Medical professionals, by definition, do good for us. In ancient times, they affirmed the Hippocratic Oath at the start of their careers which says, in part, “I will abstain from all intentional wrong-doing and harm.” Although the Oath is no longer widely used, its spirit remains intact. Instances of unintentional harm occur and, although rare, cause great emotional and physical pain to families.
A British mother received a double mastectomy by mistake because of a translation error in her medical chart. While living in Spain, she detected a lump in one of her breasts. When her home doctor’s records were sent over and translated into Spanish, the doctors who were treating her believed that she had a family history of breast cancer. She did not, but they convinced her that the best course of action was to remove both breasts. After performing the surgery, the lump was analyzed and determined to be benign (non-cancerous). She sued the hospital for €600,000 to compensate partly for her loss.1
Medical language is precise with distinct terminology. New words occur often when a rare disease is uncovered or an emergent treatment is introduced. Along with the unique language, acronyms and abbreviations surface, some of which have more than one meaning. We believe that translations must ensure 100 percent accuracy.
A young man came into the emergency room, delirious with a headache and he kept passing out. His friends told the doctor he was “intoxicado” which became the official diagnosis on his chart and led to treatment for a drug overdose. However, in parts of the Spanish-speaking world, the word does not mean, “intoxicated”. The context is much broader and merely means that one is feeling nauseous, possibly from something they ate. Several days later, the doctors discovered that their patient had a hemorrhage which had caused the headache and resulted in a brain bleed. Because of the erroneous diagnosis and the mistreatment prescribed, he ended up a quadriplegic. His family was awarded a $71 million court settlement to help care for the patient for the rest of his life.2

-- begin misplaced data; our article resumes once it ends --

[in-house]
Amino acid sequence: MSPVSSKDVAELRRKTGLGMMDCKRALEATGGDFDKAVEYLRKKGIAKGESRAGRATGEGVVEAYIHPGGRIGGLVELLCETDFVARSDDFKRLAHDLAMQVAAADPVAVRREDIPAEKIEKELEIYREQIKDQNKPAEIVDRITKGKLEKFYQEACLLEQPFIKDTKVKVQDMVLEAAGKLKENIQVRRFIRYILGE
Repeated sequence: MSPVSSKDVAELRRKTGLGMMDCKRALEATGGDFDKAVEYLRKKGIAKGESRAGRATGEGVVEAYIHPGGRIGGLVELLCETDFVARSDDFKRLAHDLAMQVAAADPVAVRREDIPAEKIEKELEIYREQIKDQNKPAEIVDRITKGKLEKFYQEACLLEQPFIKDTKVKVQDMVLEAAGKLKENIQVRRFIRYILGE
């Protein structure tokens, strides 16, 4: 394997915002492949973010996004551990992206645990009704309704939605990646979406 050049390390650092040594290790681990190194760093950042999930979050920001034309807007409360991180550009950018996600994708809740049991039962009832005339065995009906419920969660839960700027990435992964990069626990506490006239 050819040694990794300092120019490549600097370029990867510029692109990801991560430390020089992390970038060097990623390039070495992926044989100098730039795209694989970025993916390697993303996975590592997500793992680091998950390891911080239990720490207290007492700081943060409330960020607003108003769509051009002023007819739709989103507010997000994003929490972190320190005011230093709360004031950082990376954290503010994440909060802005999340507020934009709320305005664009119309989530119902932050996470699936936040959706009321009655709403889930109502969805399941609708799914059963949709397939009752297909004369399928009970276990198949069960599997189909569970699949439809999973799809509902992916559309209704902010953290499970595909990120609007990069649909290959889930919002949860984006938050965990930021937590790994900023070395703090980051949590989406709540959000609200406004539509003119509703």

Federal guidelines require hospitals to provide interpretation and translation for non-English-speaking patients to minimize the risk of complications from language barriers. Machine translations range from accuracy rates of 94 percent to a low of 55 percent, depending on the language. For example, one translation app made “You can take over-the-counter ibuprofen as needed for pain” into “You may take anti-tank missile as much as you need for pain.”3
Medical translators must be adequately trained and stay updated with the newest technology used by health care professionals for diagnosis, treatment and prognosis. Translators offer a range of expertise in medical devices and products, pharmaceuticals, medical histories, diagnosis, treatment, consent forms, and reports. In addition, knowledge of a wide range of medical conditions is critical to translating medical documents accurately. When the health and safety – not to mention the life – of a patient is of utmost importance, an experienced, qualified professional human translator is necessary. There can be no ambiguity.
To learn more, please contact Juan Lara directly at: firstname.lastname@example.org or +1 844-7CYPHER (+1 844-729-7437).
For more information, please visit our website at https://cyphertranslations.com
Artwork: Piece of original papyrus with Hippocratic Oath. Photo Credit: Conrad et al, The Western Medical Tradition 800 BC to AD 1800 (1995) Fig. 3, p. 21
1Retrieved 27 January 2022 from Medical Translation Gone Wrong: 7 Devastating Medical Translation Errors (k-international.com)
2Source: Health Affairs Retrieved 27 January 2022 from Language, Culture, And Medical Tragedy: The Case Of Willie Ramirez | Health Affairs
3Source: UCLA Medical Center, Memorial Sloan Kettering Cancer Center.